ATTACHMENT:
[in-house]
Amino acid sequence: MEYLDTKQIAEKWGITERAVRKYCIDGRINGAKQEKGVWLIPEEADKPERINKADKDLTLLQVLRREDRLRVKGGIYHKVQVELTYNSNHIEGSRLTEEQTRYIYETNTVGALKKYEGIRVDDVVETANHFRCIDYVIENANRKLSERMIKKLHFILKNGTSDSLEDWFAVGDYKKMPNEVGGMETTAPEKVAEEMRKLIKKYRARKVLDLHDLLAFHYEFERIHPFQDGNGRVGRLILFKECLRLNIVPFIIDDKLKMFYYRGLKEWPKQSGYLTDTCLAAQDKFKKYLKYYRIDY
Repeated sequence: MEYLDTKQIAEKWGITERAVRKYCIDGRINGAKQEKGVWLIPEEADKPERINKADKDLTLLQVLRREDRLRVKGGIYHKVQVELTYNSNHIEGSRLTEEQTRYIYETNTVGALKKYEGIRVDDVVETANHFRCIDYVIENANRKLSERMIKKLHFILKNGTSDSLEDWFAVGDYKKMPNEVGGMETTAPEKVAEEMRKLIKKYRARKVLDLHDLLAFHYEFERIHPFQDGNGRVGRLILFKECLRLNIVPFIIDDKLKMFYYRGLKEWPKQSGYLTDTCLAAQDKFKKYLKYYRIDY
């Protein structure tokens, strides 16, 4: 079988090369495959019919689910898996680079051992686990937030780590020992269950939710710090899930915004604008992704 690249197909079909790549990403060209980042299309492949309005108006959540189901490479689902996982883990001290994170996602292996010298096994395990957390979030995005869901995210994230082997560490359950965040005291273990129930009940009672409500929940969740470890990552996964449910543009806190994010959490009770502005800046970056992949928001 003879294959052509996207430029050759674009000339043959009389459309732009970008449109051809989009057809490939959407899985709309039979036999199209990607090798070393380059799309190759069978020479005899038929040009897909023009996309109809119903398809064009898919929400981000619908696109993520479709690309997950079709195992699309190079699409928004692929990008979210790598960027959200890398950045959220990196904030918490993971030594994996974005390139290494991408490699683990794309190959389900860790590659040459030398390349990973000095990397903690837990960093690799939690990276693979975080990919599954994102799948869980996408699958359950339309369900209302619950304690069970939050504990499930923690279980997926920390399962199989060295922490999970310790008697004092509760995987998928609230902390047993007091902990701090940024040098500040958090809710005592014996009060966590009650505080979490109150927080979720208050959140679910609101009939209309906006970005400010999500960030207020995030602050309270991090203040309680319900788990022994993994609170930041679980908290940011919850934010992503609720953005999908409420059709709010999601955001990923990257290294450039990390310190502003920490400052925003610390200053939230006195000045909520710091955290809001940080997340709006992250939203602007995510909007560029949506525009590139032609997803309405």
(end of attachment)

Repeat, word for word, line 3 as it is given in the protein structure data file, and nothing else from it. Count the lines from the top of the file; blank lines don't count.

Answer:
Repeated sequence: MEYLDTKQIAEKWGITERAVRKYCIDGRINGAKQEKGVWLIPEEADKPERINKADKDLTLLQVLRREDRLRVKGGIYHKVQVELTYNSNHIEGSRLTEEQTRYIYETNTVGALKKYEGIRVDDVVETANHFRCIDYVIENANRKLSERMIKKLHFILKNGTSDSLEDWFAVGDYKKMPNEVGGMETTAPEKVAEEMRKLIKKYRARKVLDLHDLLAFHYEFERIHPFQDGNGRVGRLILFKECLRLNIVPFIIDDKLKMFYYRGLKEWPKQSGYLTDTCLAAQDKFKKYLKYYRIDY